In my previous life as a restaurant manager, there was a practical joke we used to play on the new employees. Their last night of training was always on a Friday or Saturday so they could experience what it was like to be full-on crazy busy. In the middle of the dinner rush, one of the managers would turn to the new employee and say “I need you to go to the basement and get the chicken stretcher RIGHT AWAY!” Of course there was no basement, and no such thing as a chicken stretcher. The newbie, entrusted with this obviously very important task, would try to look like they knew what they were doing and start to hustle off. After their first few steps we would stop them and say, “the basement is the other way,” which just added to their confusion. After gamely trying for several minutes to find the basement door, they would eventually ask a veteran server or cook where it was. The answer was always the same. “Dude! Were you even awake during orientation?” Then we would all start laughing, which was a great tension breaker during the rush, but at the expense of this poor rookie who was just trying to help out. I had worked in restaurants for so many years that I had forgotten what it was like to be the new guy- the fish out of water. This all changed dramatically when we decided to buy the farm. My comfort zone disappeared, and nowhere was this more apparent than the Tractor and Feed store.
When we decided to buy the farm I was excited. The whole lifestyle appealed to me–living off the land, growing our own food, the peace and quiet, the harmonizing with nature. Part of me, however, was terrified. I knew nothing about how to actually be a farmer. I didn’t know about soil, or how to raise chickens, or how to plow a field, or what to do with a spit cup in mixed company. But even more than that, I found the culture intimidating. This was an alien world I was about to enter, so I researched as much as I could. I read books on farming, I subscribed to Mother Earth News, I pored over articles on the internet, and I started drinking light domestic beer. After a few weeks I was starting to feel a little better about things. It was time. I knew I had to buy some equipment, I didn’t even own a push mower, so I decided to enter this Mecca of the farm world and check out some prices.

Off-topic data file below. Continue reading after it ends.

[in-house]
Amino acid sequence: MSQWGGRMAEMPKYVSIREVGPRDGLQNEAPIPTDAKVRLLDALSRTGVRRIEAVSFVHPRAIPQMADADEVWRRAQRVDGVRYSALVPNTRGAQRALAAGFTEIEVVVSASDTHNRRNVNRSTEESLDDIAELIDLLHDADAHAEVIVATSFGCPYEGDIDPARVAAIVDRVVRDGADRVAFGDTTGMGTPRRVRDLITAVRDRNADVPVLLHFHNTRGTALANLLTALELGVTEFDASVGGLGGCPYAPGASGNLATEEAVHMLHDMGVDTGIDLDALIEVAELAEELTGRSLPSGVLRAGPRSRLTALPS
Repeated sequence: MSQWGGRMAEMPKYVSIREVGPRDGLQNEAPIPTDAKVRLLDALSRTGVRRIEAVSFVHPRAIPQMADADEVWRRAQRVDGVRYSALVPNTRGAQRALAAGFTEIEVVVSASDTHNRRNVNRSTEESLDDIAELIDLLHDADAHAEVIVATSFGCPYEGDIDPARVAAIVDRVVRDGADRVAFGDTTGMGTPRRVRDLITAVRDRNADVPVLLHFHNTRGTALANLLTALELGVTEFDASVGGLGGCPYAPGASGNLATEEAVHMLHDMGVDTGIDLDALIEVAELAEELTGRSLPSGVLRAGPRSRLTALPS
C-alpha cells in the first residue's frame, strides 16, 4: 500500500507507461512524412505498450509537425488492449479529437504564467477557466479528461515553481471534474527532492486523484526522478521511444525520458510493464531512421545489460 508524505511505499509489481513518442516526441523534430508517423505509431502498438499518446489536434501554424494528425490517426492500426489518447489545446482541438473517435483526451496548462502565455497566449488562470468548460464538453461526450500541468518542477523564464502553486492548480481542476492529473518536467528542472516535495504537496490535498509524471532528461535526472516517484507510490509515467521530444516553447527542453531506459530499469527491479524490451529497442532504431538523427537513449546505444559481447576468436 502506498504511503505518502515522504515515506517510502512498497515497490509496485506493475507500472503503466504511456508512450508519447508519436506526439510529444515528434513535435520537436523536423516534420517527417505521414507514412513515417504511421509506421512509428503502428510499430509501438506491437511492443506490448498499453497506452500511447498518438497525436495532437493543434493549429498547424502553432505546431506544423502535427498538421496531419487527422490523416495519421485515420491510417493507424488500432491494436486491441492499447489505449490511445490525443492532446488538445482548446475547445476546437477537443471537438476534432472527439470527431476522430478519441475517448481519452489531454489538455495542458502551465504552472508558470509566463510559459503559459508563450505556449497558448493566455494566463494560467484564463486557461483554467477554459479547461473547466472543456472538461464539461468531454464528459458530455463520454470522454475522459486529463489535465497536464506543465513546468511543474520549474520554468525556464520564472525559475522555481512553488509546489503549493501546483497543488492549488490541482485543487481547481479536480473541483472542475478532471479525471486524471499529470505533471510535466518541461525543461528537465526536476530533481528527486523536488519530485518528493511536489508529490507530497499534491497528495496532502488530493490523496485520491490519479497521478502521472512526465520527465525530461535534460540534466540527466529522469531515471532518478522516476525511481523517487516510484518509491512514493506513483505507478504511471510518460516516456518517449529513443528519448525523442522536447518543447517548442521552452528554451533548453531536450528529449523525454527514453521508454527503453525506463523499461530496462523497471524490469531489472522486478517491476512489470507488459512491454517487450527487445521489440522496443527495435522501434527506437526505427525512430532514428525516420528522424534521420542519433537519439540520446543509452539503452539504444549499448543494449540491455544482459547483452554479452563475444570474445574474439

Most of the time if I am making some sort of major purchase of something I know little about I believe in full disclosure to the salesperson. If I am in, say, Lowe’s to purchase a sink I will often emotionally vomit and tell the salesperson “I have never done this before, is it hard? Are there any special tools? What parts do I need? Have you ever done this? Do you think I can do this? How do I do this?” This usually works out well, as I get all the info I need and the worker feels good because they think they just helped a “special needs” customer. This, my wife and the books assured me, was not how it works in farm world. Farmers are naturally suspicious of new people moving in. They can be unsympathetic to “green-horns”, and downright mean to city folk who think they can just buy some land and that makes them a “farmer”, when many of the people around them have lived there for generations mastering their craft. Now I would not exactly consider myself a “city boy”, but as I have never milked a cow, driven a tractor, or found Sarah Palin even remotely attractive, I knew I would have to look as “un-citified” as possible when I went to the store. I wore a beat up T-shirt, cargo shorts, and a Dale Jr. baseball cap I picked up at the gas station. I got to the store, took a deep breath, and walked in.